Medical museums, a Belgian project

Hospitals in Belgium's capital Brussels have decided to tackle the issue of mental health through a prescribed treatment of culture.

Doctors can now prescribe a visit to a Brussels city museum as a way to help patients on their path to recovery from anxiety, bipolar disorders or depression.


The initiative started in September and is a pilot program that will last six months that grants patients the possibility to go to five museums partnering the project with up to three people to accompany them.


These five museums are: the Museum of the city of Brussels, the Fashion and Lace Museum, the Sewer Museum, the Garde Robe Manneken-Pis, and the Centrale for Contemporary Art. If this choice seems a tad random it is because the treatment being covered by the hospital and not by Belgium's social security, these visits can only be done in a city owned institution. The diversity and range of art available could however prove interesting and entertaining.


"The arts help all human beings forget we are mortal beings,” said Vincent Lustygier, who works as a psychiatrist at the Brugmann University Hospital to Politico, “During the pandemic, death became something that was waiting outside your door. We saw to what extent mental illness became prevalent afterwards.”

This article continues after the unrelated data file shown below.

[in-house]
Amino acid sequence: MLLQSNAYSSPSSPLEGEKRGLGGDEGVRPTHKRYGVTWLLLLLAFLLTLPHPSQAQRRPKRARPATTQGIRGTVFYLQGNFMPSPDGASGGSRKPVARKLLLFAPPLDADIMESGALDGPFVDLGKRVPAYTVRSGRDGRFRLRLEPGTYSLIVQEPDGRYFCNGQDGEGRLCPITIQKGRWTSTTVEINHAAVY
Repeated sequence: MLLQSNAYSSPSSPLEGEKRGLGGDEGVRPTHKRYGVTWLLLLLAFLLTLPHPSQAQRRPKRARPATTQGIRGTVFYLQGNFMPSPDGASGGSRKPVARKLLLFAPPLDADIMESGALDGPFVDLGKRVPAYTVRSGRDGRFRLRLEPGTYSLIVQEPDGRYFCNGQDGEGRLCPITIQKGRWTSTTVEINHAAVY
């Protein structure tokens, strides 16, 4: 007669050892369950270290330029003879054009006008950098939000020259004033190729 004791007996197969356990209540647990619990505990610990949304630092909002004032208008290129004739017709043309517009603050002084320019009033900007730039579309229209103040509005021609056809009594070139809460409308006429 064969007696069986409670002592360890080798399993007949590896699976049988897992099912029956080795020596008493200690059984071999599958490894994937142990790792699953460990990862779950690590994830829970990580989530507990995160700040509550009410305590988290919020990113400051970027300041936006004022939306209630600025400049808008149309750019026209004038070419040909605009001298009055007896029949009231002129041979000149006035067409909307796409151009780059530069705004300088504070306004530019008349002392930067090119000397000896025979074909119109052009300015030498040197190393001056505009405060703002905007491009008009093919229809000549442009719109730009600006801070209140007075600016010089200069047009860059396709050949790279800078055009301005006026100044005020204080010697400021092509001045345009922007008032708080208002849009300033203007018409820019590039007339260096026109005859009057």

Culture, just like exercise, has long been a catalyst for mental health improvement as it has proved to raise the serotonin levels in people exposed to it. A mild natural antidepressant of sorts.


The mental health crisis the COVID lockdowns have triggered has proved difficult to tackle, but initiatives like this, by inviting patients to go outside and stimulate their mind could prove a very effective tool for people to recover a normal life. 


Of course this is not meant to be the only form of treatment given, but merely another non pharmaceutical tool for doctors to use.